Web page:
Imagine hiking as a video game. Every hiker starts their journey at 100 life points. The more life points you have, the better you feel and the further you can go. If your life points get close to or reach 0, you’re more likely to be injured and knocked off the trail.
Every step you take has a life point value, controlling how far you can travel each day. Some events remove life points more quickly, like kicking rocks and roots, or tripping to the ground. Everything has a cost. As much as you plan based on past performances, you never really know how many life points a day will need to get it done.
It is possible to restore some life points throughout the day. We carry pounds of life points in the form of food and electrolytes. Sometimes playing tunes from your phone can even give a temporary boost. However, these are only temporary gains in life, one of the only true ways to reset back to 100 is a good night’s sleep, whether in a tent or town.
Today I made a mistake that took our life points from near 100 down to zero.
Snoqualmie the Sickly
Our stay in the town of Snoqualmie was cloaked in the shadows of sickness. Not us, mind you, we are perfectly healthy. A lot of hikers are coming down with what sounds like the norovirus. I’m still convinced it may be related to zombie flies biting people and turning them into undead human insects.
Being in a hotel stuffed full of sick people is not ideal. We hunkered down inside and washed our hands frequently whenever outside. Most of our time was spent planning for the next 5-day section into White Pass. With all the time in the world to plan, you’d think I’d have a pretty good chance of not mucking it up.
Brianna found an alternate that we could take out of Snoqualmie with the ideas being that we could both avoid sick people and have an easier day on trail. I found the Palouse to Cascades trail easy enough in my Gaia app and charted a course. Everything looked easy, probably too easy now that I think about it. Toggling between Farout, Gaia, and Apple Maps ended up being a bit more than I could handle. We had a course charted but would not realize the destination was incorrect until it was miles too late.
Seeing sick people everywhere and trying not to get sick sends the mind into overdrive. We can’t avoid drinking water from the same streams, but we can choose which streams we get water from and go further upstream when we do. We can’t avoid camping outdoors, but we can choose where we camp and how close that camp is to other people. One of my saddest overprotective thoughts is that we might need to stop eating huckleberries and blueberries for a while. They are on the trail and could be touched by the sickly? I don’t know.
Palouse to Cascades Alternate
Walking south from Snoqualmie to the Hyak trailhead was downhill and simple enough. We had hoped to see the Snoqualmie tunnel, an old railroad tunnel you can walk into. Whether I plotted it wrong or just misunderstood its location, we overshot it by about .4 (-10 life points). A hiker was walking into the Hyak trailhead area when we arrived and shared that she was infected with whatever was going around (-10 life points).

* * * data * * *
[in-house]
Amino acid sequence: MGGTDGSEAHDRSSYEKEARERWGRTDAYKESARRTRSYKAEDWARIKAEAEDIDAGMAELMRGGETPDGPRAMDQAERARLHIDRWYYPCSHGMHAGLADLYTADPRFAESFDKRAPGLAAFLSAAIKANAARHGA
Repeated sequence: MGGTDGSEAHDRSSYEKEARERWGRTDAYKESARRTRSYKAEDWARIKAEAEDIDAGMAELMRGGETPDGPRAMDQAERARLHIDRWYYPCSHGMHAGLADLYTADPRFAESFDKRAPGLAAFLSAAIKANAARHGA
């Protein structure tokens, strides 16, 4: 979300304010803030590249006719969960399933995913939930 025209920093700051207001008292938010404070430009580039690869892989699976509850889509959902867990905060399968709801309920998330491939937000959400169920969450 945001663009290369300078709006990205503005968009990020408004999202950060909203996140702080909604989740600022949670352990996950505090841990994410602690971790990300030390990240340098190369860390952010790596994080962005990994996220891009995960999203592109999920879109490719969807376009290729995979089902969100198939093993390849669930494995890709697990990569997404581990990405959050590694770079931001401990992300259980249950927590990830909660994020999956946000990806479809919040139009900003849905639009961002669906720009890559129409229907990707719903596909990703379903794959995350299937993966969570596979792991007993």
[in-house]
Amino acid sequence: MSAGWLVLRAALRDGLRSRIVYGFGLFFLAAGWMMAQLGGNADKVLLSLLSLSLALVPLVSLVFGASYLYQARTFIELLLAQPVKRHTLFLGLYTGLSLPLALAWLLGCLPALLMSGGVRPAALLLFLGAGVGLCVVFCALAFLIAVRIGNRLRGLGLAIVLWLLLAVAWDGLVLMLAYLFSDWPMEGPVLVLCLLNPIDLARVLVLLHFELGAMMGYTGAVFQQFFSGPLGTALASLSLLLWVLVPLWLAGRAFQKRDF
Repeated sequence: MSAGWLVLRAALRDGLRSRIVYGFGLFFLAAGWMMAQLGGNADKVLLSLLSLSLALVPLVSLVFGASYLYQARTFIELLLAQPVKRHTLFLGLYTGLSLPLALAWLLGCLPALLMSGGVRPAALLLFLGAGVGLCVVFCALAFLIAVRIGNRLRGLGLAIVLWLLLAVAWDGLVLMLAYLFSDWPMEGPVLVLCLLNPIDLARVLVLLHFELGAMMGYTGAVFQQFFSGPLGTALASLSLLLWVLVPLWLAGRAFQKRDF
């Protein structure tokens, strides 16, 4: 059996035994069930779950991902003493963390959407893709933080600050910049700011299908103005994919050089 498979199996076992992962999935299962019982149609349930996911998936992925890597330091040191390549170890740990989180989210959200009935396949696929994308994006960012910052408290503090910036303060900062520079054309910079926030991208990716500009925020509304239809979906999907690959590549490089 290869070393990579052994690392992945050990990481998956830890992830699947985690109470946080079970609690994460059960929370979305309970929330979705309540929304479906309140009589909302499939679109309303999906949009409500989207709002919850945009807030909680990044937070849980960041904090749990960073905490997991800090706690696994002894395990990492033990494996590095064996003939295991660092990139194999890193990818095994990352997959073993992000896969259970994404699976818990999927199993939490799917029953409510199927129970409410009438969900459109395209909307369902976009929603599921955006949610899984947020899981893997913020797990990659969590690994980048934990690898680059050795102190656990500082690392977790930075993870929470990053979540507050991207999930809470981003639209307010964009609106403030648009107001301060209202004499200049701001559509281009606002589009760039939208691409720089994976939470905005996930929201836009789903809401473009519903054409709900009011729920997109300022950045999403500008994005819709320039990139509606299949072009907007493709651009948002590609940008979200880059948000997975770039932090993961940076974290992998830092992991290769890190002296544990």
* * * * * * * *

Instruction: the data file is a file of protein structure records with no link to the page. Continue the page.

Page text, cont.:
The Palouse to Cascade Trail is an old railway path with the tracks removed. It’s about as flat a walk as it gets, very similar to the Gandy Dancer we walked on the Ice Age Trail last year. We had a leisurely walk on this trail for about the first 9 miles of our day. Instead of continuing on the Palouse to Cascades Trail for another few miles to Stampede Pass road, we followed my Gaia plotted course up some old forest roads for a couple of miles before Brianna pulled out her phone and asked, “why are we going in the opposite direction of the PCT?”
You know that feeling you get when you’ve done something wrong but it’s too late to do anything to fix it? That feeling hit my gut hard when realizing we would be making it back to the PCT, but it would be 4 miles away from where we had intended it to be (-50 life points). The day would be longer and steeper than we had hoped. Brianna was distraught, I was sad and embarrassed.
We walked the 4 additional miles in relative silence. I knew Brianna was not mad at me, she was just digesting our new reality. In my head, it felt like making it to Stampede Pass could reset my blunders… little did I know, there was trail magic when we arrived! (+70 life points)
Trail magic, like a good night’s sleep, can also restore life points back to 100. Random acts of kindness go a long way. I cannot remember the gentlemen’s names, but one had just finished the Continental Divide Trail and wanted to give a little something back to the hiking community in the form of beer, pop, cereal, and a variety of other snacks.
Joining a circle of hikers and digging our hands into a common area of food and drinks was against all of our precautionary rules, but we did it anyway. Good conversation, a Coke, and a Coors worked in concert to lift our spirits higher than they were when we started the day.
Home for the night is a dry campsite in a valley between two steep inclines. Brianna set up the tent while I climbed .3 to a barely flowing creek to grab us the water we would need for dinner tonight and breakfast tomorrow – my self-imposed penance.